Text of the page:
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Star Wars: Episode VI – Return of the Jedi (1983)

Return of the Jedi (short title), Revenge of the Jedi, Star Wars VI: Return of the Jedi, Star Wars: Episode VI - Revenge of the Jedi

The Empire Falls....

Directed by:

Richard Marquand

Rating: 9/10

Running Time: 135 minutes

US Certificate: PG UK Certificate: U


All good things must come to an end, and the original ‘Star Wars’ trilogy is better than most (I’m careful to use the word “original” in there because, as we all know, the new ones are plopsy by comparison). ‘Return of the Jedi’, resplendent with soap opera squabbles, fuzzy merchandising opportunities a-plenty and THAT gold bikini, is often branded the weakest of the three films. True, much of it is pre-occupied with tying up loose ends and, by the time it’s reached its conclusion, Harrison Ford looks like he’s given up even pretending not to be bored (compare his going-through-the-motions act here with his electric performance in ‘Raiders of the Lost Ark’ just two years previously), but for this reviewer’s money it’s still a cracker.

Last time, Darth’s evil plans to set up a “Vader & Son” construction company (specialising in Death Stars) didn’t quite come to fruition. As you might remember, that young whipper-snapper of his, Luke Skywalker (Mark Hamill), had decided to carry on shunning the family business in favour of following the advice of a decrepit forest troll called Yoda. Kids, eh? When will they learn?

So it’s time for yet more trials and tribulations in the lives of the galaxy’s most dysfunctional clan, as Luke and Princess Leia (Carrie Fisher) attempt to rescue Han Solo (Ford) from sluggy Danny Baker look-a-like Jabba the Hutt, save the universe from the clutches of the evil Emperor (Ian McDiarmid), and make it home in time for elevenses.

Like ‘The Empire Strikes Back’ before it, ‘Return of the Jedi’ is a visual treat – the difference this time being that it’s the array of characters themselves who feed the imagination, rather than the sets and backdrops. As well as the slobbering, pulsating Jabba, there’s the roaring beast kept locked beneath his lair, the giant monster kept waiting for its victims beneath the desert sand, and – of course – the furry, forest-dwelling Ewoks (rumour has it George Lucas stumbled upon the idea for the Ewoks whilst gazing into the bathroom mirror one fateful Sunday morning).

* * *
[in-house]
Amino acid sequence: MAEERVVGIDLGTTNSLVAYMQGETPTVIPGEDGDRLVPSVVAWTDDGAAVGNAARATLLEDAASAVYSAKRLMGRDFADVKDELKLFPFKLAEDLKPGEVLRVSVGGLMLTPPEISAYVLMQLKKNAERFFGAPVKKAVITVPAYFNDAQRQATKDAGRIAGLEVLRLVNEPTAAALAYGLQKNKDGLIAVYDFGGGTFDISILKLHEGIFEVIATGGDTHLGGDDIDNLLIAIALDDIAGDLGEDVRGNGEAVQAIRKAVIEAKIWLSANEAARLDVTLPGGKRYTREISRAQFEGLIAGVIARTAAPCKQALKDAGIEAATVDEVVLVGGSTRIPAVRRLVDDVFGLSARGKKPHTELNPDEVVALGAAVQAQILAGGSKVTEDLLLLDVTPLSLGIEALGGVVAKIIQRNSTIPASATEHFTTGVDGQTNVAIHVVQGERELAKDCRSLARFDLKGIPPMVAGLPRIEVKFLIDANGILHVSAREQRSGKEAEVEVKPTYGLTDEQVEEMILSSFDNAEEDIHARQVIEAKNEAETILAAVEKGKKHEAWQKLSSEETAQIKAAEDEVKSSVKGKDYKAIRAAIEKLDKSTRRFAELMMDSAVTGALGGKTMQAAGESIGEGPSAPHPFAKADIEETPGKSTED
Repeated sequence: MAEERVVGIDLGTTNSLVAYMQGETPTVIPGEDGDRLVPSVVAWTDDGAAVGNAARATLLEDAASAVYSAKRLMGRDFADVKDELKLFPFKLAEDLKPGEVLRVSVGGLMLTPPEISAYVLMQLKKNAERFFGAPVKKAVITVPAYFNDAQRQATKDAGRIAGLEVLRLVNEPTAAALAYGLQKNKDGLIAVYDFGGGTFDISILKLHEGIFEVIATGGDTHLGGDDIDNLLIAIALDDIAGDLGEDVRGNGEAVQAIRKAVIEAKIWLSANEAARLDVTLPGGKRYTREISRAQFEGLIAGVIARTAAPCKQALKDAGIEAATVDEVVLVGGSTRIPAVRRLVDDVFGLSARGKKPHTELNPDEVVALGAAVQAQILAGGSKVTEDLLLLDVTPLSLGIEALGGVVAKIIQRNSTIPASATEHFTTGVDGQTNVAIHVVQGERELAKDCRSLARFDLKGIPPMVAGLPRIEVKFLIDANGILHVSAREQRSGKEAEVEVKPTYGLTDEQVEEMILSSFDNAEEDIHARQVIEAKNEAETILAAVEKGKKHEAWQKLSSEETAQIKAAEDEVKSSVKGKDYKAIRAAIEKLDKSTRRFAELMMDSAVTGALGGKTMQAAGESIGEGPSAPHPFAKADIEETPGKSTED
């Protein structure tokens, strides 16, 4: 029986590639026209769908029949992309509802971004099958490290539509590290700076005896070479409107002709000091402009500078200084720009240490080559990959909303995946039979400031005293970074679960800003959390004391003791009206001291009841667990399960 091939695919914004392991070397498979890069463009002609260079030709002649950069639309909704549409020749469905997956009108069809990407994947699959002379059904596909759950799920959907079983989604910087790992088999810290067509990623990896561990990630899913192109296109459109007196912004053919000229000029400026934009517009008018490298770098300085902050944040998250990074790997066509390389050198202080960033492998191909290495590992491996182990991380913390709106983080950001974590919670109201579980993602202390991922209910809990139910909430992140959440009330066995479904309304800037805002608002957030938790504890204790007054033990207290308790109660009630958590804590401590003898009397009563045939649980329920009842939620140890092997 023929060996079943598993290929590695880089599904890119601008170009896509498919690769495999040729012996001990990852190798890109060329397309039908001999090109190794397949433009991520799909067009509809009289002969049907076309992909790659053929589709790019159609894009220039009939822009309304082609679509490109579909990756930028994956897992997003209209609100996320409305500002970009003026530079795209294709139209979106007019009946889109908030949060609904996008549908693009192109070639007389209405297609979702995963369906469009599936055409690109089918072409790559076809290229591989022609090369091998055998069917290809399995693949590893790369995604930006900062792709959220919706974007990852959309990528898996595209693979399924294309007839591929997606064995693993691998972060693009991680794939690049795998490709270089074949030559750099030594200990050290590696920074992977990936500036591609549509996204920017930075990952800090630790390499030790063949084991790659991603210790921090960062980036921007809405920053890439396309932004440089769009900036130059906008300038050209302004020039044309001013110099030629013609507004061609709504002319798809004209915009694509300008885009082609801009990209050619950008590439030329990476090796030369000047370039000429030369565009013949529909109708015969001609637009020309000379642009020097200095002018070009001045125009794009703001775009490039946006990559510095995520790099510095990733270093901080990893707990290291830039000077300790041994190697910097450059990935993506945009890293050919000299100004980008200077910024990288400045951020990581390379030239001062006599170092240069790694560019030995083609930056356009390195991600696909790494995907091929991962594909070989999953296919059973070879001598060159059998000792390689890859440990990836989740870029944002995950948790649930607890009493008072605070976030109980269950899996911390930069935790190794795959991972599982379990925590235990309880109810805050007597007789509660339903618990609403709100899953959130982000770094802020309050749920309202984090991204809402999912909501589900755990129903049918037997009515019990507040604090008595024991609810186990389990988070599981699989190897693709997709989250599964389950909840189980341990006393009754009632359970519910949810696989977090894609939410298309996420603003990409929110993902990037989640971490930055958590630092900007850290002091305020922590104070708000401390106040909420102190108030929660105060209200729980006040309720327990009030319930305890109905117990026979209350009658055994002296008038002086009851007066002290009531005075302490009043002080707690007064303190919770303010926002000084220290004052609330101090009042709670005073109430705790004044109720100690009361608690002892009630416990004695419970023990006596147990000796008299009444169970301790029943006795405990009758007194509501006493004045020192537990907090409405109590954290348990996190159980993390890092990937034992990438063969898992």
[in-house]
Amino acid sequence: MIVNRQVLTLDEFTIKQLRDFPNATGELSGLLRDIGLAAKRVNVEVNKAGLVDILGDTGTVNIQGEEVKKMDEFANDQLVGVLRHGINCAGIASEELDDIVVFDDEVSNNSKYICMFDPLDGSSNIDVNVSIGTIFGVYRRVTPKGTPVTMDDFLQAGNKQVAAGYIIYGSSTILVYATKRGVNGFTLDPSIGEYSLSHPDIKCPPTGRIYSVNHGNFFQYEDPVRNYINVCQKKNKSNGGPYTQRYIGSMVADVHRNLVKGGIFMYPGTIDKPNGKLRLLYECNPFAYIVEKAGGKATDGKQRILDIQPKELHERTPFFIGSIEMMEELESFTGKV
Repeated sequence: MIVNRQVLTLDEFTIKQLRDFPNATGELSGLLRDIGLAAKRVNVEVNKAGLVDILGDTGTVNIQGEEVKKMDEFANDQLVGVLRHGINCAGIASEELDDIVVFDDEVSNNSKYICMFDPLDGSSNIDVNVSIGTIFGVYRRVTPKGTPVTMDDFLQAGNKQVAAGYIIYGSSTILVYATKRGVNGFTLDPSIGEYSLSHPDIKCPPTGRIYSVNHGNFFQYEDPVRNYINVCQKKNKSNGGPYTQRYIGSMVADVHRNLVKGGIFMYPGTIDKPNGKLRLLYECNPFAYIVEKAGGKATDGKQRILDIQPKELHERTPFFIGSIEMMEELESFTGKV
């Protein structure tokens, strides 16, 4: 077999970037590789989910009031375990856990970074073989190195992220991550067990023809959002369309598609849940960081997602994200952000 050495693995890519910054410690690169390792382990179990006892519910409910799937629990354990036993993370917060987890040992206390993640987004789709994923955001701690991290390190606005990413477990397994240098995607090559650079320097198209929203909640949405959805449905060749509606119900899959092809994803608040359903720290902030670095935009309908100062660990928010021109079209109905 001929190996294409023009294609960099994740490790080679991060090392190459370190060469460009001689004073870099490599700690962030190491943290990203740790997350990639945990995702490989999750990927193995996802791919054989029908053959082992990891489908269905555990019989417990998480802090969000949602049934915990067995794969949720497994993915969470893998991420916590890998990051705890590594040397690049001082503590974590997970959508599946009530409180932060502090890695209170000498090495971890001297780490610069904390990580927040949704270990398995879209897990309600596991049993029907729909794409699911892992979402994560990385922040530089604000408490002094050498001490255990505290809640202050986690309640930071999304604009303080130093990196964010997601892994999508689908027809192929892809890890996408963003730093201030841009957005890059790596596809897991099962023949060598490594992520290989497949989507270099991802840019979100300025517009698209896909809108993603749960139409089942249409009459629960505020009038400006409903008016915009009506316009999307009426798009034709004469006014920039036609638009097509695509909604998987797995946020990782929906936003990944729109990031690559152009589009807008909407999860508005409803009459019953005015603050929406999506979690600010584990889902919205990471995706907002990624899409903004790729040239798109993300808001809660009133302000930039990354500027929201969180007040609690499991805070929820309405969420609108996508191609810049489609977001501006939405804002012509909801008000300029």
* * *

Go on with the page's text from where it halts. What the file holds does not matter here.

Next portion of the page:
Of course, it’s another edge-of-the-seater, rich in plot, liberal in its use of excitement, and, importantly, bringing closure to what’s gone before it. My only gripe with the film – and perhaps with the trilogy in general – is that it establishes the idea of “The Force” but never really runs as far with it as it could. It’s the key underlying idea behind the entire series, but it’s never really examined or explained in any great depth. A climax exposing The Force, and what is really behind it, could have provided this final instalment with a twist every bit as memorable as the whole “I am your father” reveal in Episode V. Had Lucas been feeling particularly wicked, he could even have hinted in the final scenes that perhaps the supposed “Dark Side” was the right way to go after all?

Oh well, may The Force – whatever it is – be with you.

It's Got: Vader finally removing his helmet… and looking a bit like Humpty Dumpty post wall incident.

It Needs: To ditch the appallingly bad musical interlude in Jabba’s hut(t).

DVD Extras Aside from the audio commentary, all of the good stuff is on the bonus disc. It’s got original trailers & TV spots, exclusive production stills, posters & print campaigns, a shameless amount of plugging for the forthcoming ‘Star Wars’ video games, and additional DVD-ROM content. The extensive array of documentaries and featurettes include ‘The Story of the Star Wars Trilogy’, ‘Episode III Behind the Scenes Preview’, ‘The Birth of the Lightsaber’ and ‘The Characters of Star Wars’. All good stuff. DVD Extras Rating: 10/10


A wonderful ending to a wonderful trilogy.